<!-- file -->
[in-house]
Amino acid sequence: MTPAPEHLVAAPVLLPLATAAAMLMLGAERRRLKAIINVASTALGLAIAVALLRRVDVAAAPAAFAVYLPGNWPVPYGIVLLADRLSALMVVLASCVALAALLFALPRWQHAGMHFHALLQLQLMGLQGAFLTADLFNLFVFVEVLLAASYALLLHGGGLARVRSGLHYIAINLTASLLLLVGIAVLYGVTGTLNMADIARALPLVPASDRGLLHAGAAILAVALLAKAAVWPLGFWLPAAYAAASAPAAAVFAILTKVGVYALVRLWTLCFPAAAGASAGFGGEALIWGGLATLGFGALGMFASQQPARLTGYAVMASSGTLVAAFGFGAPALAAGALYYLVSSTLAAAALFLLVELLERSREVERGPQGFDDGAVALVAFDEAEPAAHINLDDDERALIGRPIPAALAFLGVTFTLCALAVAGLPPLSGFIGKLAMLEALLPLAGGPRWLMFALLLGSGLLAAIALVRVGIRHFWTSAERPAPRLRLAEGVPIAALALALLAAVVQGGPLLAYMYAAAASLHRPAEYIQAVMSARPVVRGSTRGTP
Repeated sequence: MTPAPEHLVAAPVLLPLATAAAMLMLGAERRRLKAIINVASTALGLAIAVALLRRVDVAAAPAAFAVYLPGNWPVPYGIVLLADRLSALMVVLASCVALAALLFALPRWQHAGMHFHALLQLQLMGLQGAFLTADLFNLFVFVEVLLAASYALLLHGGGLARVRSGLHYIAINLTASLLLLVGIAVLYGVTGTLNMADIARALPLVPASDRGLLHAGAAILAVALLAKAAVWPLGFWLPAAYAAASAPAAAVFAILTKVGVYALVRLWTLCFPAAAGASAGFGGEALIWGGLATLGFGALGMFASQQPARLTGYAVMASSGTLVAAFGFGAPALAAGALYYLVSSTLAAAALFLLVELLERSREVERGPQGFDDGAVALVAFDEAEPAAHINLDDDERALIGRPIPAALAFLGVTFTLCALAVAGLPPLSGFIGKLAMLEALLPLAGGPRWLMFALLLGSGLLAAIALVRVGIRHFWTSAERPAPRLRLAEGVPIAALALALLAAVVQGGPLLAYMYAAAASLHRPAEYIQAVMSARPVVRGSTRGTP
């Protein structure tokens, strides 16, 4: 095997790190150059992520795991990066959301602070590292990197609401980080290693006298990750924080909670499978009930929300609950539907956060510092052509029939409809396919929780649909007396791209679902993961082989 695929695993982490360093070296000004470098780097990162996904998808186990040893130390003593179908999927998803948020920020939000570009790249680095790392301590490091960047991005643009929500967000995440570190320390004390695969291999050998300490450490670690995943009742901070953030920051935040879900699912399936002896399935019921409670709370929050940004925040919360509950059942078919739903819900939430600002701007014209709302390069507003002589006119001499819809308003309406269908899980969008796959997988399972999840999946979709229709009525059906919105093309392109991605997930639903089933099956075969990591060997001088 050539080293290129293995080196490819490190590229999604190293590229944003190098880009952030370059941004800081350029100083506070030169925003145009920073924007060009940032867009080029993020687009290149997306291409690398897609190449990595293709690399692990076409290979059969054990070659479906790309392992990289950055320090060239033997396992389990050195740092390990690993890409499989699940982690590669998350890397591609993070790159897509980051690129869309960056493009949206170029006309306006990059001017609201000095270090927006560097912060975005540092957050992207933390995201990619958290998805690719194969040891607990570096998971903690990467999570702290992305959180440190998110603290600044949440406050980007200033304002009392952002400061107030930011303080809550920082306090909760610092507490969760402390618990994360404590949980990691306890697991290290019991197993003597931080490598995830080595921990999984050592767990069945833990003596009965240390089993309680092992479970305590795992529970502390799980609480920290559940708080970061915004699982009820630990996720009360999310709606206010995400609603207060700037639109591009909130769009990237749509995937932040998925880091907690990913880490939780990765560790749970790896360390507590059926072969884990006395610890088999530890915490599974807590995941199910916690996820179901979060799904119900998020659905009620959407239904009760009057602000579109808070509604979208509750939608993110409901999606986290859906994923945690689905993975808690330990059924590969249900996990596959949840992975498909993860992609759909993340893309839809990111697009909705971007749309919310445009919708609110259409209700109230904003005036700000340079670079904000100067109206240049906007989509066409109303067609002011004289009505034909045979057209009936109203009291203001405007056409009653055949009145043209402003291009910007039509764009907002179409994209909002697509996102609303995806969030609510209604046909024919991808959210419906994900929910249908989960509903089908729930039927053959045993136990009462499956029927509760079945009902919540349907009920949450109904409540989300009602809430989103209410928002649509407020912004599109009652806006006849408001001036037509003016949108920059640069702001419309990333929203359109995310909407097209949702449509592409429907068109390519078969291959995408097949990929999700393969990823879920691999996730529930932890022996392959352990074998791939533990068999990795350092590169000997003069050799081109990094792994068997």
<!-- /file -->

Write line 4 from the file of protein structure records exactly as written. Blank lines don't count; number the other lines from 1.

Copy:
């Protein structure tokens, strides 16, 4: 095997790190150059992520795991990066959301602070590292990197609401980080290693006298990750924080909670499978009930929300609950539907956060510092052509029939409809396919929780649909007396791209679902993961082989 695929695993982490360093070296000004470098780097990162996904998808186990040893130390003593179908999927998803948020920020939000570009790249680095790392301590490091960047991005643009929500967000995440570190320390004390695969291999050998300490450490670690995943009742901070953030920051935040879900699912399936002896399935019921409670709370929050940004925040919360509950059942078919739903819900939430600002701007014209709302390069507003002589006119001499819809308003309406269908899980969008796959997988399972999840999946979709229709009525059906919105093309392109991605997930639903089933099956075969990591060997001088 050539080293290129293995080196490819490190590229999604190293590229944003190098880009952030370059941004800081350029100083506070030169925003145009920073924007060009940032867009080029993020687009290149997306291409690398897609190449990595293709690399692990076409290979059969054990070659479906790309392992990289950055320090060239033997396992389990050195740092390990690993890409499989699940982690590669998350890397591609993070790159897509980051690129869309960056493009949206170029006309306006990059001017609201000095270090927006560097912060975005540092957050992207933390995201990619958290998805690719194969040891607990570096998971903690990467999570702290992305959180440190998110603290600044949440406050980007200033304002009392952002400061107030930011303080809550920082306090909760610092507490969760402390618990994360404590949980990691306890697991290290019991197993003597931080490598995830080595921990999984050592767990069945833990003596009965240390089993309680092992479970305590795992529970502390799980609480920290559940708080970061915004699982009820630990996720009360999310709606206010995400609603207060700037639109591009909130769009990237749509995937932040998925880091907690990913880490939780990765560790749970790896360390507590059926072969884990006395610890088999530890915490599974807590995941199910916690996820179901979060799904119900998020659905009620959407239904009760009057602000579109808070509604979208509750939608993110409901999606986290859906994923945690689905993975808690330990059924590969249900996990596959949840992975498909993860992609759909993340893309839809990111697009909705971007749309919310445009919708609110259409209700109230904003005036700000340079670079904000100067109206240049906007989509066409109303067609002011004289009505034909045979057209009936109203009291203001405007056409009653055949009145043209402003291009910007039509764009907002179409994209909002697509996102609303995806969030609510209604046909024919991808959210419906994900929910249908989960509903089908729930039927053959045993136990009462499956029927509760079945009902919540349907009920949450109904409540989300009602809430989103209410928002649509407020912004599109009652806006006849408001001036037509003016949108920059640069702001419309990333929203359109995310909407097209949702449509592409429907068109390519078969291959995408097949990929999700393969990823879920691999996730529930932890022996392959352990074998791939533990068999990795350092590169000997003069050799081109990094792994068997």